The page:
The purpose of this exception – commonly referred to as the “personnel exception” – is to avoid undue publicity or embarrassment for an employee or applicant for employment and to allow full and candid discussion by the legislative body; thus, it is restricted to discussing individuals, not general personnel policies."

Frankly, I am at loss as to why the decision to do a closed search was done in closed session - what was there to hide, which individuals were you ostensibly attempting to protect? Was this simply a procedural error or was it done intentionally to hide something from the public? Note that if it were an intentional act to "deprive the public of information which the member knew or had reason to know the public was entitled to receive" then that would be cause for criminal action. Will not a closed search be inherently discriminatory if the internal applicant pool is not representative of the community that you serve?

Should the School District wish to avoid the expense and the extensive discovery and time consuming depositions which may be required in conjunction with a civil suit, you have the very simple option of rescinding your closed session motion decision and then properly agendized this matter for a public meeting.

Your attorney states:" I can tell you based on personal experience with this Board, that Brown Act compliance is important to them".

I challenge you to meet that standard.

My motivation in this matter derives from the beautifully worded Preamble to the Brown Act:

“In enacting this chapter, the Legislature finds and declares that the public commissions, boards,

and councils and the other public agencies in this State exist to aid in the conduct of the people’s

business. It is the intent of the law that their actions be taken openly and that their deliberations

be conducted openly.”

“The people of this State do not yield their sovereignty to the agencies which serve them. The

people, in delegating authority, do not give their public servants the right to decide what is good

for the people to know and what is not good for them to know. The people insist on remaining

informed so that they may retain control over the instruments they have created.”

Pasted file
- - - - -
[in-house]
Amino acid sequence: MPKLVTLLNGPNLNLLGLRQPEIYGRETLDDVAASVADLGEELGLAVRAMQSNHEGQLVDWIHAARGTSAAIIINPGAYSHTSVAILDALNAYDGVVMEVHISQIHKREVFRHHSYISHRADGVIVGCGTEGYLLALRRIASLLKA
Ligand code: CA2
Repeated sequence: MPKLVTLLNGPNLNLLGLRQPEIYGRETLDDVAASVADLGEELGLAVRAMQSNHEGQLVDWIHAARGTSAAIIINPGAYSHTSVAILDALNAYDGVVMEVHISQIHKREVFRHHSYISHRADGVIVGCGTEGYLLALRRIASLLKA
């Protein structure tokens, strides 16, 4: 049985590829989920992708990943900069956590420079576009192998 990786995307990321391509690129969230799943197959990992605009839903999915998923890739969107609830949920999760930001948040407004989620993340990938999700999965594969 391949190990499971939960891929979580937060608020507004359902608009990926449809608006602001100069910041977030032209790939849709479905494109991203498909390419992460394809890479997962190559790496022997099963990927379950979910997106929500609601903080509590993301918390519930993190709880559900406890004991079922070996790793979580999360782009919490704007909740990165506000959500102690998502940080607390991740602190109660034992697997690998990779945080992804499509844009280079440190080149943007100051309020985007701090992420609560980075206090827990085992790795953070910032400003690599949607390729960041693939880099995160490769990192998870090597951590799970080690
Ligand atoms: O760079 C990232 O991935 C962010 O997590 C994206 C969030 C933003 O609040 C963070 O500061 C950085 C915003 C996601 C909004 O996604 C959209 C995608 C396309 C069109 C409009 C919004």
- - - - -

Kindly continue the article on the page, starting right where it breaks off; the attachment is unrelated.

The people reconfirmed that intent fifty years later at the November 2004 election by adopting Proposition 59, amending the California Constitution to include a public right of access to government information:

“The people have the right of access to information concerning the conduct of the people’s

business, and, therefore, the meetings of public bodies and the writings of public officials and

agencies shall be open to public scrutiny.”

While I may not prevail on this matter, I can assure you that to continue down this road will be very expensive and time consuming for the School District and will result in a significant amount of negative publicity - is it worth it, what are you hiding?

Please do the simple thing and rescind this closed session motion.

Peter F. Carpenter

an interesting footnote - the above email was rejected by the recipients server as I have been blacklisted by the school district's email server. A very interesting response given their stated interest in citizen input.

I suggest that those of you who are so motivated might send them the above message with whatever comments you wish.


I then sent this email:

Dear School Board members,

The below email was sent to you from my normal gmail address and was uniformly rejected with the comment - The error that the other server returned was: 554 554 5.7.1 Blacklisted by The same email has been sent to you from another of my email addresses and was accepted.

Clearly you have decided that you do NOT want citizen input. I am amazed at your arrogance.

I also think you may end up getting copies from other citizens who share my outrage at your behavior.